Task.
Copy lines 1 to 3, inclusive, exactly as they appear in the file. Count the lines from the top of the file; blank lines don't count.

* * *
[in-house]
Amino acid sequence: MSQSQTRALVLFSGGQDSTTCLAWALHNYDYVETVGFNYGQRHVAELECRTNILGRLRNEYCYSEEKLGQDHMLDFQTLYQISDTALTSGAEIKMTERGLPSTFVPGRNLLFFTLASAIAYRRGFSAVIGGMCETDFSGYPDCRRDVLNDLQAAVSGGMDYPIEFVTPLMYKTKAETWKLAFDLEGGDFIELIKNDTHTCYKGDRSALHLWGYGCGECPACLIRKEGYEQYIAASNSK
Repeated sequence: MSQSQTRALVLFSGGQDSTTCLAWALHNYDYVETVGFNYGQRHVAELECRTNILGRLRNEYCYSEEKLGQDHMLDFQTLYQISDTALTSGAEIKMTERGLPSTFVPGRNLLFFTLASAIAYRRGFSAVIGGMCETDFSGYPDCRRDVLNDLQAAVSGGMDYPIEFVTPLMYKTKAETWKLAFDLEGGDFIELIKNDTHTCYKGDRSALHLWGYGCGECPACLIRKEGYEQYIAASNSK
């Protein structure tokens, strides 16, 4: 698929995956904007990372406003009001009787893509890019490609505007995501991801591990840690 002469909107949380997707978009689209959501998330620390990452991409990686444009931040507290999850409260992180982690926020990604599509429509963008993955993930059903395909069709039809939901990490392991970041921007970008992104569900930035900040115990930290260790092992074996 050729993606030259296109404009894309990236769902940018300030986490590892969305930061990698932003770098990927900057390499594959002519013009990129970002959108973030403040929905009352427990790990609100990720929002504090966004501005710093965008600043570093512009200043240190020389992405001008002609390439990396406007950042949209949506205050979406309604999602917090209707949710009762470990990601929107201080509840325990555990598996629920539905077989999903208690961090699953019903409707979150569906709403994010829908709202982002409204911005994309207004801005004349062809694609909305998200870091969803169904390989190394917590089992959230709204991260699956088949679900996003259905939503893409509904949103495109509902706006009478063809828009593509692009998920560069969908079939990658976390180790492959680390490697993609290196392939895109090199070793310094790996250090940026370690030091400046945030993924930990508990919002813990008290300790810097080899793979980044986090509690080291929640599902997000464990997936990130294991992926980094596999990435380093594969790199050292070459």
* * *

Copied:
[in-house]
Amino acid sequence: MSQSQTRALVLFSGGQDSTTCLAWALHNYDYVETVGFNYGQRHVAELECRTNILGRLRNEYCYSEEKLGQDHMLDFQTLYQISDTALTSGAEIKMTERGLPSTFVPGRNLLFFTLASAIAYRRGFSAVIGGMCETDFSGYPDCRRDVLNDLQAAVSGGMDYPIEFVTPLMYKTKAETWKLAFDLEGGDFIELIKNDTHTCYKGDRSALHLWGYGCGECPACLIRKEGYEQYIAASNSK
Repeated sequence: MSQSQTRALVLFSGGQDSTTCLAWALHNYDYVETVGFNYGQRHVAELECRTNILGRLRNEYCYSEEKLGQDHMLDFQTLYQISDTALTSGAEIKMTERGLPSTFVPGRNLLFFTLASAIAYRRGFSAVIGGMCETDFSGYPDCRRDVLNDLQAAVSGGMDYPIEFVTPLMYKTKAETWKLAFDLEGGDFIELIKNDTHTCYKGDRSALHLWGYGCGECPACLIRKEGYEQYIAASNSK